SEATTLE (AP) -Car flags are rolled up and being hidden in trunks. Hats and T-shirts stay in closets aside for game days.
At halftime of home games, the tailgating lots start to fill up again with fans looking for something to soothe the anger and frustration.
Sure football in the state of Washington has reached miserable levels before. But this bad? This embarrassing?
Fans of Washington and Washington State can only hope last weekend was the bottom.
While the Huskies were getting shutout by USC, a 56-0 romp by the merciful Trojans, Washington State was being drowned by Stanford 58-0 in a soggy Bay Area rainstorm.
That's a combined 114-0 by two programs that have each played in a Rose Bowl this decade. They're a combined 1-16, the only win being Washington State's 48-9 victory over Portland State of the Football Championship Subdivision. Washington is the only winless team in the country, caught in a 10-game losing streak, and playing out the final four games with lame-duck coach Tyrone Willingham.
Acknowledging affiliation with either school at this point usually comes with some ridicule.
``It's definitely not a good representation of Washington sports because we know we're better than that,'' said Huskies defensive tackle Johnie Kirton, a Seattle-area native. ``We always use to compete for Rose Bowls and stuff like that. We're going to bounce back.''
The disgruntled and often embarrassed fan base would like to know when that bounce back will happen for either program. The humiliating performances by both schools is even being noticed by alumni in the NFL.
Last weekend after the Cougars were routed by Stanford - Washington State's fifth loss this season by seven touchdowns or more - former Cardinal wide receiver Greg Camarillo made sure to make a point of it to former WSU defensive back Karl Paymah when the Miami Dolphins faced the Denver Broncos.
Paymah's response, ``Man, I don't claim them anymore.''
For current players, there's no hiding.
``I'm really embarrassed by both programs right now. Just for the state of Washington, I wish that either one of the programs is pretty good,'' Washington center Juan Garcia said. ``I always cheer for the Cougars when I'm not playing against them. I always wondered how cool it would have been to play them and their undefeated and we're undefeated in the Apple Cup. ... I never imagined this.''
The reasons for each downfall vary.
There's the staff overhaul at Washington State, where first-year coach Paul Wulff's team has been handcuffed with a roster low on talent and lacking depth to deal with injuries. He's also trying to reshape a program that grew complacent after the Cougars put together a trio of 10-win seasons earlier this decade.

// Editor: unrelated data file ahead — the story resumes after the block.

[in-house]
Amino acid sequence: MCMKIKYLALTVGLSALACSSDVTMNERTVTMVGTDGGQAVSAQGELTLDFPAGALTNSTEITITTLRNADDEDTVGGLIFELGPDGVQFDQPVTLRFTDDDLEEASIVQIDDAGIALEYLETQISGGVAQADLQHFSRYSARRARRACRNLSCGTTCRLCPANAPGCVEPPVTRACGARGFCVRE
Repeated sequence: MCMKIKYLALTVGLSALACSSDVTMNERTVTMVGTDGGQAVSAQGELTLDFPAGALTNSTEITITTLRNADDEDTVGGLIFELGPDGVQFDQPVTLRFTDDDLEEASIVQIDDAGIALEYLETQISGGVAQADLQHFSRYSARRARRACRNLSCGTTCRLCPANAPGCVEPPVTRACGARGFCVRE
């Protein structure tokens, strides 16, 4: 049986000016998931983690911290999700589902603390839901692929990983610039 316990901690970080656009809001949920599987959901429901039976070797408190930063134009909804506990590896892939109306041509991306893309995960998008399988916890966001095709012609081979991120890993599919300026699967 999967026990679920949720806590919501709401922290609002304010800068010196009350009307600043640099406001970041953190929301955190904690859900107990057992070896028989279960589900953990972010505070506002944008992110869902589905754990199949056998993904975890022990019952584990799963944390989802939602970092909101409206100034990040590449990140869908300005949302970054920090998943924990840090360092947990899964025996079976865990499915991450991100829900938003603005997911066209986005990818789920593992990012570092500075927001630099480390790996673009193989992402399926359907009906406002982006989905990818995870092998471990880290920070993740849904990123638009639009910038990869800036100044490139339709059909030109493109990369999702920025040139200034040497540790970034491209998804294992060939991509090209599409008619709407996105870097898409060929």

But no one expected Wulff's first year at his alma mater in Pullman to be this bad. Should Arizona do as expected and put on an offensive show against the Cougars on Saturday, Washington State will likely surpass the Pac-10 record for most points allowed in a season - 469 - with three games left.
``A lot of guys are getting used to losing,'' defensive end Andy Mattingly recently complained. ``It doesn't (anger them) that we are losing this bad.
``Too many guys are waiting for someone else to start making plays.''
Players started complaining about one another after yet another blowout last weekend. The Cougars haven't found the end zone since Louis Bland's interception return for a touchdown in the second quarter on Oct. 11 against Oregon State.
That's 10 straight quarters without any points, outscored 172-0!
No, that's not a misprint.
``I never imagined this,'' said QB Gary Rogers, one of three WSU quarterbacks to suffer serious injuries this season. ``It's frustrating to see the team struggle and not be able to go out there and help.''
Meanwhile, across the state, Willingham has already been handed his pink slip, effective the end of the season. Burdened with youth in too many key positions, the Huskies rolled over whenever they faced adversity - whether it was a controversial one-point loss to BYU in September, or the myriad of injuries to key players.
``We're just struggling right now with the execution it takes to get things done,'' Willingham said. ``I think that's very difficult sometimes when you struggle and put yourself in a position where you feel like you have to be perfect, both players and coaches, and when that happens it's a very difficult position to operate in.''
Last weekend's futility was the first time the two schools were shutout on the same weekend since Nov. 27, 1948, when the Huskies lost to Notre Dame 46-0 and the Cougars fell to Penn State 7-0.
Only seven times in the duo's history have they failed to score on the same weekend.
their rivals.
``A rotten apple I guess,'' Garcia said.
AP Sports Writers Steven Wine in Miami and Nicholas K. Geranios in Pullman, Wash., contributed to this story.

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